Connecting Citizens Grant Program
Frequently Asked Questions
- What is the purpose of the Connecting Citizens Grant Program?
This program helps eliminate the barriers to last mile costs for communities. It helps pay for infrastructure, enabling connectivity to more citizens in more parts of B.C.
- Is this a one-time grant?
A community (area, locale) can receive only one grant under this program. In that respect this is a one-time grant.
- Will there be other opportunities to apply?
This is a multi-year program. One intake of applications is anticipated for this fiscal year (ending March 31, 2009). Applications are due to Network BC no later than November 7, 2008.
- What is the review process once applications are received by Network BC?
Applications will be received by Network BC, documented, and presented to an adjudication committee for evaluation. This is a proven approach to ensuring consistency and equitability in grant administration. All applicants will be notified via letter.
- When will funding be made available to successful applicants?
Network BC anticipates confirming successful applications in early 2009.
- If a community broadband project is already underway, does it qualify?
If it is completed, it does not qualify. If it is underway, it qualifies. Preference will be given to projects that have not directly benefited from previous government funding.
- Who will own the equipment purchased with the grant?
The applicant will own any equipment purchased with the grant.
- How is ‘community’ defined under this program?
Community refers broadly to any town, village, suburb, subdivision, rural route or coverage area where service will be offered to citizens.
- Is the funding divided equally among the stated priorities?
Funding will be allocated in order of priority as described under the ‘Preference for Funding’ section of the program criteria.
- What would demonstrate ‘community support’ for a connectivity project?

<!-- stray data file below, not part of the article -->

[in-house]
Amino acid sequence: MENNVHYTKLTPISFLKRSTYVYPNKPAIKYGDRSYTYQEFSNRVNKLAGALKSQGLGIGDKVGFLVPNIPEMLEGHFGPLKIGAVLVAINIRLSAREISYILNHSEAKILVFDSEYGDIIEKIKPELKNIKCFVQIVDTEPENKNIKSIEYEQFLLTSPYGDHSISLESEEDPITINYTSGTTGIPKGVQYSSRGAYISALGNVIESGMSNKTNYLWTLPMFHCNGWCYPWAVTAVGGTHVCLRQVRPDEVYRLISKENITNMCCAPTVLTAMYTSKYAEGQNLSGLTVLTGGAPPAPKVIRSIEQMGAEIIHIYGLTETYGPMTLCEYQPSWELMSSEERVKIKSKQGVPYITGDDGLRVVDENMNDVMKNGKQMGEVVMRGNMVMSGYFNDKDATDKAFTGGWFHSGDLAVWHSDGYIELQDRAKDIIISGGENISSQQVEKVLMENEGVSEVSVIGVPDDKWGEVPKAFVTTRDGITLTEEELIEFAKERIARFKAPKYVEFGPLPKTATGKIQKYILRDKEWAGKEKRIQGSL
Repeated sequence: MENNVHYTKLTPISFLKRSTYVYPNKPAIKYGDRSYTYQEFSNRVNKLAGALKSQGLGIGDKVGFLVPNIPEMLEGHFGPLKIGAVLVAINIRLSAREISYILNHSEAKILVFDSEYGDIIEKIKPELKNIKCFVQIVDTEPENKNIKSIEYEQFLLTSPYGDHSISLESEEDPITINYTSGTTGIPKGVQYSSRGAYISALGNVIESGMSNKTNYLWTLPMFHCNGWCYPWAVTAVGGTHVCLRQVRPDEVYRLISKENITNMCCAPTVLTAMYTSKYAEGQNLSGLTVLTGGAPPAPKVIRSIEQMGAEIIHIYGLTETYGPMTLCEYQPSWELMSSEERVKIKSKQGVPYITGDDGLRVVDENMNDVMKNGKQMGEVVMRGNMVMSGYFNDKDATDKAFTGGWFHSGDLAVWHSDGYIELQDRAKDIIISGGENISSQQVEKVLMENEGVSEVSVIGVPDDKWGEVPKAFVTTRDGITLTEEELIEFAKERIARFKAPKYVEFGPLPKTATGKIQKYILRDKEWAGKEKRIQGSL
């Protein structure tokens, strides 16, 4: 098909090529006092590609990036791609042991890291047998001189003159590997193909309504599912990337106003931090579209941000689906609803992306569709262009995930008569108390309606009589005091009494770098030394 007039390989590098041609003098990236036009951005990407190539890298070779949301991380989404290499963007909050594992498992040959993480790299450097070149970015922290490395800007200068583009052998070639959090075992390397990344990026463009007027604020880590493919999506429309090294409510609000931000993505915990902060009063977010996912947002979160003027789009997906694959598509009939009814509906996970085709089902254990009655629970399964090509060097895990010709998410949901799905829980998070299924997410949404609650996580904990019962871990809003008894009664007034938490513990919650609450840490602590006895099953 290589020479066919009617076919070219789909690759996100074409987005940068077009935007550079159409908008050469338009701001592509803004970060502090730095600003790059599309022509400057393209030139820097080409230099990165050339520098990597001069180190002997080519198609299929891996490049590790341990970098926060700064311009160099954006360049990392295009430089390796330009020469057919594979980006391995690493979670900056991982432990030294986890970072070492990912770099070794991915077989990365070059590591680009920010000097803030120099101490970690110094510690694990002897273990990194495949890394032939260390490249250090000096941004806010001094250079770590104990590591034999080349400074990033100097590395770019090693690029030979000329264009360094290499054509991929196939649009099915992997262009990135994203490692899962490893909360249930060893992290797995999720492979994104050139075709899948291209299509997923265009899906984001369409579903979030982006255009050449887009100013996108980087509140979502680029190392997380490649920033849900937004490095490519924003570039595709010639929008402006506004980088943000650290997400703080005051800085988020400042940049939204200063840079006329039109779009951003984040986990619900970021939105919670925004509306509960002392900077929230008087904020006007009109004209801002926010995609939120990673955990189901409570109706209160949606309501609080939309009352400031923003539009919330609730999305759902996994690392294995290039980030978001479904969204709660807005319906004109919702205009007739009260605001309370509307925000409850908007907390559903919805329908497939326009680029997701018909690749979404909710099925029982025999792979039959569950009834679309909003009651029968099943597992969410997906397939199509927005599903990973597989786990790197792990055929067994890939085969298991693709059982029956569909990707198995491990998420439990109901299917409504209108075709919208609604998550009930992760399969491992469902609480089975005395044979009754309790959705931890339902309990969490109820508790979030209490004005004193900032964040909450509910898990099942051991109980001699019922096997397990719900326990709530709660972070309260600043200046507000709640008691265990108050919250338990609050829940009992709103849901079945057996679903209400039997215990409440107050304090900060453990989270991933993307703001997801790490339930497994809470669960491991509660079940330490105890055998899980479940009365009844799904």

Community support could be in the form of letters of support from local groups such as economic development, community development or business/tourism organizations, civic governments or signatures of local citizens committed to purchasing services.
- Why is Network BC offering a grant program?
Citizens in rural and remote areas of B.C. have been very vocal about their need for broadband. Regional Internet service providers and broadband advocates have identified high cost of infrastructure as a barrier to expansion of services to homes and businesses. Previous infrastructure grants provided by Network BC have proven effective in getting more citizens connected.
- Who was consulted in development of this program?
Network BC continuously solicits and receives input from organizations and individuals committed to providing and receiving broadband connectivity. This input influences the development of all Network BC strategies and programs to Bridge the Digital Divide.
- What other barriers to connectivity in rural and remote areas have been identified?
Affordable access to Internet gateways was another key barrier identified in rural and remote areas. Network BC was able to leverage affordable access to Internet gateways for regional Internet service providers, enabling them to offer service to more homes and businesses.